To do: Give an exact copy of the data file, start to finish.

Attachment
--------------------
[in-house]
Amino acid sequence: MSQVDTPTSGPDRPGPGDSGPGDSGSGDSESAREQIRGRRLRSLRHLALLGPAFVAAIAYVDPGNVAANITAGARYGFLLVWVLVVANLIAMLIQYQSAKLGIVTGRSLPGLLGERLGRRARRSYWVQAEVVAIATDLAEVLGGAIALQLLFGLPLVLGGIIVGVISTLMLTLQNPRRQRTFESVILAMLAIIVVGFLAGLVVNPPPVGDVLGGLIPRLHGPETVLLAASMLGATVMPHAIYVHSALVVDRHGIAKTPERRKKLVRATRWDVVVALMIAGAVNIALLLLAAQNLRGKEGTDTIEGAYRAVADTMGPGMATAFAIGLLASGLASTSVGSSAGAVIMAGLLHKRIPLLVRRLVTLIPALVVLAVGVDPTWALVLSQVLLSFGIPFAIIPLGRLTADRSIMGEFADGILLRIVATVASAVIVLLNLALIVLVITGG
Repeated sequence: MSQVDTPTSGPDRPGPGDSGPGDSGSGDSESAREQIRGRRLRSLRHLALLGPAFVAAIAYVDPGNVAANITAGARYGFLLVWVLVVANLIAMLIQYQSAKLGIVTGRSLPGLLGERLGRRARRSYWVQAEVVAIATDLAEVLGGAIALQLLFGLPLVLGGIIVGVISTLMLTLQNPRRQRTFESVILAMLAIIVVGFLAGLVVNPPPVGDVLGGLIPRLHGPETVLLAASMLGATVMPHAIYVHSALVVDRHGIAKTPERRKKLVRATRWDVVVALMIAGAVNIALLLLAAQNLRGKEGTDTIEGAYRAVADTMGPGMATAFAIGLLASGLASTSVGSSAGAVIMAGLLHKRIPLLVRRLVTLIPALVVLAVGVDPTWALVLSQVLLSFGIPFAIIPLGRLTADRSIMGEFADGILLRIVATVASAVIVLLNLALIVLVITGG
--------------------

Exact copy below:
[in-house]
Amino acid sequence: MSQVDTPTSGPDRPGPGDSGPGDSGSGDSESAREQIRGRRLRSLRHLALLGPAFVAAIAYVDPGNVAANITAGARYGFLLVWVLVVANLIAMLIQYQSAKLGIVTGRSLPGLLGERLGRRARRSYWVQAEVVAIATDLAEVLGGAIALQLLFGLPLVLGGIIVGVISTLMLTLQNPRRQRTFESVILAMLAIIVVGFLAGLVVNPPPVGDVLGGLIPRLHGPETVLLAASMLGATVMPHAIYVHSALVVDRHGIAKTPERRKKLVRATRWDVVVALMIAGAVNIALLLLAAQNLRGKEGTDTIEGAYRAVADTMGPGMATAFAIGLLASGLASTSVGSSAGAVIMAGLLHKRIPLLVRRLVTLIPALVVLAVGVDPTWALVLSQVLLSFGIPFAIIPLGRLTADRSIMGEFADGILLRIVATVASAVIVLLNLALIVLVITGG
Repeated sequence: MSQVDTPTSGPDRPGPGDSGPGDSGSGDSESAREQIRGRRLRSLRHLALLGPAFVAAIAYVDPGNVAANITAGARYGFLLVWVLVVANLIAMLIQYQSAKLGIVTGRSLPGLLGERLGRRARRSYWVQAEVVAIATDLAEVLGGAIALQLLFGLPLVLGGIIVGVISTLMLTLQNPRRQRTFESVILAMLAIIVVGFLAGLVVNPPPVGDVLGGLIPRLHGPETVLLAASMLGATVMPHAIYVHSALVVDRHGIAKTPERRKKLVRATRWDVVVALMIAGAVNIALLLLAAQNLRGKEGTDTIEGAYRAVADTMGPGMATAFAIGLLASGLASTSVGSSAGAVIMAGLLHKRIPLLVRRLVTLIPALVVLAVGVDPTWALVLSQVLLSFGIPFAIIPLGRLTADRSIMGEFADGILLRIVATVASAVIVLLNLALIVLVITGG